Makkovik

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Makkovik
Maquuvik
Town
Makkovik is located in Newfoundland and Labrador
Makkovik
Makkovik
Location of Makkovik in Newfoundland and Labrador
Coordinates: 55°04′38″N 059°11′16″W / 55.07722°N 59.18778°W / 55.07722; -59.18778
Country  Canada
Province  Newfoundland and Labrador
Region Nunatsiavut
Settled 1860
Incorporated March 26, 1970
Government
 • Mayor (AngajukKâk) Herbert Jacque
 • Federal MP Yvonne Jones (L)
 • Provincial MHA Randy Edmunds (L)
 • Nunatsiavut Assembly member Kate Mitchell (I)
Area
 • Land 1.97 km2 (0.76 sq mi)
Population (2011)
 • Total 361
 • Density 182.9/km2 (474/sq mi)
Time zone Atlantic Time (UTC-4)
 • Summer (DST) Atlantic Daylight (UTC-3)
Canadian Postal code A0P 1J0
Area code(s) 709

Makkovik (Inuit: Maquuvik)[1] is a town in Labrador in eastern Canada. It had a population of 361 persons in 2011. The main industry is fishing (snow crab) and there is a fishing cooperative.

History[edit]

Settled by Torsten Kverna Andersen and his wife Mary Ann Thomas who set up a trading post there in 1860, the population gradually increased over the next three decades as European settlers and Inuit established roots in the community, though this territory since time immemorial was used by Inuit. Colonization was assured in 1896 when the Moravian Church established a mission station and residential school there. Both the mission and school were destroyed by a fire in 1948 but the economy was instilled in the 1950s by two notable events. First was the forceful resettlement to Makkovik of 150 Inuit residents of the northern communities of Nutak and Hebron. Second was the establishment nearby of a radar warning station by the United States government.

The population is mainly composed of residents of mixed Norwegian and Inuit heritage.

Geography[edit]

Makkovik

The community lies at the end of a peninsula in northern Labrador about 215 kilometres northeast of Happy Valley-Goose Bay. Travel is by air year round (served by Makkovik Airport) and by boat in summer. Winter travel is by snowmobile. The community is situated on a sheltered bay in a saddle between two hills. In the lee of the northernmost hill is a large copse of tall spruce trees, which is remarkable given the paucity of tree cover for miles around. Now known as the Moravian Wood, there is a small cemetery in the centre.

Geology[edit]

The community is located in the Makkovik Province, a Paleoproterozoic accretionary belt which is the smallest defined tectonic component of the Canadian Shield. The Makkovik Province is separated from the Nain Province to the north by the Kanairiktok Shear Zone and from the Grenville Province to the south by the Grenville Front, which marks the northern limit of the widespread Grenvillian deformation. Prior to the opening of the Labrador Sea the Makkovik Province lay adjacent to the Ketilidian Mobile Belt which currently forms part of Southwest Greenland.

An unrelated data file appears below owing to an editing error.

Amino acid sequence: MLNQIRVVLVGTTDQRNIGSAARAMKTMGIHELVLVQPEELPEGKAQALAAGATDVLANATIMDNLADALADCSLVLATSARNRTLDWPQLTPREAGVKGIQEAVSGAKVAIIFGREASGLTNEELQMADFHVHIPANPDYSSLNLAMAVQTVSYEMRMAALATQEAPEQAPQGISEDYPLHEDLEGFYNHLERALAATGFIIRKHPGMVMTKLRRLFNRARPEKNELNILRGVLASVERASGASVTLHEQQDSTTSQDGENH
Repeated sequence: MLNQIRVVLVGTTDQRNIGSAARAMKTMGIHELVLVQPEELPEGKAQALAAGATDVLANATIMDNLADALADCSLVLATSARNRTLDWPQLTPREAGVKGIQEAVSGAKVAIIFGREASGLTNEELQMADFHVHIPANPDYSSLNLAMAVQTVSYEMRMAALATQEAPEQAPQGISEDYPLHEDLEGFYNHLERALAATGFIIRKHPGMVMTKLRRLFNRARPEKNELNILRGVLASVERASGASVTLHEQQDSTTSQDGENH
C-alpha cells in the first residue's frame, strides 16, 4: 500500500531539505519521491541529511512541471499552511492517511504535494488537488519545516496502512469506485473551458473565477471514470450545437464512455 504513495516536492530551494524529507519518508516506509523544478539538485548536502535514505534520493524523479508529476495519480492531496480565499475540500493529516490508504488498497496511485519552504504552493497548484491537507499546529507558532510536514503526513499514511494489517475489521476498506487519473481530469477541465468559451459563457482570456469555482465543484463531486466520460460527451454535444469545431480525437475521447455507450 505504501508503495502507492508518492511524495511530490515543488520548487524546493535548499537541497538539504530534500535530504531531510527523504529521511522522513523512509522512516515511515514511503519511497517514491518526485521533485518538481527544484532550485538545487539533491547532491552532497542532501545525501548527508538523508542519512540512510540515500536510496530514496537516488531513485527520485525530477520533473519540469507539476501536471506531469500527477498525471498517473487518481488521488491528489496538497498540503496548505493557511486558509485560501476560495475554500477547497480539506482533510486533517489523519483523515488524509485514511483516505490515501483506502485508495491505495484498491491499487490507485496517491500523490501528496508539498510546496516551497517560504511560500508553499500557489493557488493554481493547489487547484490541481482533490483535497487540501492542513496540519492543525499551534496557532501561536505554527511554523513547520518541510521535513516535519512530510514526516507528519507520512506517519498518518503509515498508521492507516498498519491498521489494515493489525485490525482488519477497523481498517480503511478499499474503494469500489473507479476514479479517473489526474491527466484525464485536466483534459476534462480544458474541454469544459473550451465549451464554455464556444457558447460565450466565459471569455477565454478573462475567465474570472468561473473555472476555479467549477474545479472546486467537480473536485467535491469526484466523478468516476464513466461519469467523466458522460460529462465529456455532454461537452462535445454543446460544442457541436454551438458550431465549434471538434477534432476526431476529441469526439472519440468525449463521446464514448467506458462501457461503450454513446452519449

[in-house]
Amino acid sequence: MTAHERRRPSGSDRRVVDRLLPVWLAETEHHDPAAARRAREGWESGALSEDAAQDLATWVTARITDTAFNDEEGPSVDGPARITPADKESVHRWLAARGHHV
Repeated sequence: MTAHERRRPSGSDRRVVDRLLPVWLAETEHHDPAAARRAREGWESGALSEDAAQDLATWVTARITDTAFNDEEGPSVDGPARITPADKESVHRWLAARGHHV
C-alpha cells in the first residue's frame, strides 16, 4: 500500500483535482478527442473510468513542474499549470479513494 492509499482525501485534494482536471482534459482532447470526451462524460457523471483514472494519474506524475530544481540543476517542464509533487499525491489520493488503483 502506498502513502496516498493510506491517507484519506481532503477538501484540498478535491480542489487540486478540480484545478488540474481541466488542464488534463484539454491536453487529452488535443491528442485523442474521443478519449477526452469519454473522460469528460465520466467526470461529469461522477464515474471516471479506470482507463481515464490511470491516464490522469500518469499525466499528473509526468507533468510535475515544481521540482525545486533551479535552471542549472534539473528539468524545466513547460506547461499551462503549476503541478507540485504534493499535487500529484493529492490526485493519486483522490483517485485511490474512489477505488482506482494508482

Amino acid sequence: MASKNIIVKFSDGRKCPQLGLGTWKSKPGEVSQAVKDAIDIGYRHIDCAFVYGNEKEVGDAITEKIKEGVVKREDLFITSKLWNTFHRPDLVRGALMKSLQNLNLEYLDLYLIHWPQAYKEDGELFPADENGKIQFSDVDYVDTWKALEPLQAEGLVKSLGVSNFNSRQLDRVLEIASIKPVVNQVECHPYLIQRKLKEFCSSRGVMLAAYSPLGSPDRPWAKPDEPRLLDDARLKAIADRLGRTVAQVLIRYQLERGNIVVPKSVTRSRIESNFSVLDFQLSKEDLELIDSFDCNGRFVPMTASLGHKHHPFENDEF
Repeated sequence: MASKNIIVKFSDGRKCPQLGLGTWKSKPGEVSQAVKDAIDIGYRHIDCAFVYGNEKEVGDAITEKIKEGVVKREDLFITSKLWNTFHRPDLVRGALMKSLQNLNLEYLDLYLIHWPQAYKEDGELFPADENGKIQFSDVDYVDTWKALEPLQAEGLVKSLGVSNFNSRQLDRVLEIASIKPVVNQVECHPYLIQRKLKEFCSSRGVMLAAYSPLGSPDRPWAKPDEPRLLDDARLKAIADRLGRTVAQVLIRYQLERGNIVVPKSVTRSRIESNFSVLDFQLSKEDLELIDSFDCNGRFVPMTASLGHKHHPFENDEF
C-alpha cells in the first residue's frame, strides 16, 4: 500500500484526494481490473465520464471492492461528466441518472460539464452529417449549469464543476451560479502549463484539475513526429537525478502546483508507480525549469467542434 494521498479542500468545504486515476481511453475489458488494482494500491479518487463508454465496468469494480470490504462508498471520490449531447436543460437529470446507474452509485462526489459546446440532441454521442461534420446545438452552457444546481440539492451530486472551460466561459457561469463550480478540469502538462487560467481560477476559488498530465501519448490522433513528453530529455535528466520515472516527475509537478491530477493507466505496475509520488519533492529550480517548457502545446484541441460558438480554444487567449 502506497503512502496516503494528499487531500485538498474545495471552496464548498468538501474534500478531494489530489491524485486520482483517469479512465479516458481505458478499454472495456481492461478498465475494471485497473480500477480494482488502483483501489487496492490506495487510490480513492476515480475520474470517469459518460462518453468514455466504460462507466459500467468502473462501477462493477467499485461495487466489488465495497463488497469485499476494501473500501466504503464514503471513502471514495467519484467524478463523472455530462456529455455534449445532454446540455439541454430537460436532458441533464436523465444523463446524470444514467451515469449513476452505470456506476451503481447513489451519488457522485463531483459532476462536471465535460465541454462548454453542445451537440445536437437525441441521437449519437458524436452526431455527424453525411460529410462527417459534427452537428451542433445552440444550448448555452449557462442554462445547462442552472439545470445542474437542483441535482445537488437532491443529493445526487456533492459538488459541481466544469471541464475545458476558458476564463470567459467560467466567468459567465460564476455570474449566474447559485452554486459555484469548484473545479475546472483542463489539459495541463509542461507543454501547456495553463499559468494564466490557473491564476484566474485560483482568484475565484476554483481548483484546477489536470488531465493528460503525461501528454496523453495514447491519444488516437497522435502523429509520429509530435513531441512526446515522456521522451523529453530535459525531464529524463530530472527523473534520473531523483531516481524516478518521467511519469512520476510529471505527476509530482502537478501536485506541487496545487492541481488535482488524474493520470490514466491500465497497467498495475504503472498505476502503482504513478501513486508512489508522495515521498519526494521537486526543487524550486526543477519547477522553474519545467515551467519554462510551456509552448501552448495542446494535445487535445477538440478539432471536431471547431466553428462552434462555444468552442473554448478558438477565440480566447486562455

Climate[edit]

Climate data for Makkovik, Newfoundland and Labrador Climate Normals 1981-2010 Station Data
Month Jan Feb Mar Apr May Jun Jul Aug Sep Oct Nov Dec Year
Record high humidex 10.8 8.3 12.8 15.5 27.0 36.6 42.6 42.5 31.4 20.6 16.9 8.5 42.6
Record high °C (°F) 12.0
(53.6)
10.0
(50)
13.0
(55.4)
14.0
(57.2)
28.0
(82.4)
34.5
(94.1)
33.5
(92.3)
34.5
(94.1)
29.0
(84.2)
18.5
(65.3)
16.0
(60.8)
14.0
(57.2)
34.5
(94.1)
Average high °C (°F) −12.6
(9.3)
−12.1
(10.2)
−6.2
(20.8)
0.5
(32.9)
6.8
(44.2)
12.5
(54.5)
16.5
(61.7)
17.2
(63)
12.4
(54.3)
5.7
(42.3)
−1.1
(30)
−7.5
(18.5)
2.68
(36.81)
Daily mean °C (°F) −16.7
(1.9)
−16.5
(2.3)
−10.6
(12.9)
−3.1
(26.4)
2.8
(37)
7.8
(46)
11.6
(52.9)
12.6
(54.7)
8.6
(47.5)
2.8
(37)
−3.9
(25)
−11.0
(12.2)
−1.3
(29.65)
Average low °C (°F) −20.8
(−5.4)
−20.7
(−5.3)
−15.0
(5)
−6.8
(19.8)
−1.2
(29.8)
3.1
(37.6)
6.7
(44.1)
7.9
(46.2)
4.7
(40.5)
−0.1
(31.8)
−6.7
(19.9)
−14.5
(5.9)
−5.28
(22.49)
Record low °C (°F) −37.0
(−34.6)
−37.0
(−34.6)
−32.5
(−26.5)
−25.0
(−13)
−14.0
(6.8)
−3.5
(25.7)
−1.0
(30.2)
0.0
(32)
−3.5
(25.7)
−15.5
(4.1)
−22.0
(−7.6)
−33.5
(−28.3)
−37
(−34.6)
Average precipitation mm (inches) 72.6
(2.858)
75.1
(2.957)
72.9
(2.87)
61.8
(2.433)
52.0
(2.047)
94.0
(3.701)
101.0
(3.976)
97.6
(3.843)
91.9
(3.618)
91.6
(3.606)
84.1
(3.311)
83.9
(3.303)
978.5
(38.523)
Source: [2]
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The other Makkovik[edit]

For three years in the late 1950s the United States Air Force encroached in a remote radar base about 15 kilometres north of the settlement. Called Cape Makkovik, it was constructed between 1955 and 1957 and operated until 1961 and was dismantled later in the decade. It was a so-called "gap-filler" in the Pinetree Line set up to monitor the skies for foreign invaders from the north.

References[edit]

  1. ^ Issenman, Betty. Sinews of Survival: The living legacy of Inuit clothing. UBC Press, 1997. pp252-254
  2. ^ http://climate.weather.gc.ca/climate_normals/results_1981_2010_e.html?stnID=6778&lang=e&province=NL&provSubmit=go&page=26&dCode=0

External links[edit]

Coordinates: 55°05′N 59°11′W / 55.083°N 59.183°W / 55.083; -59.183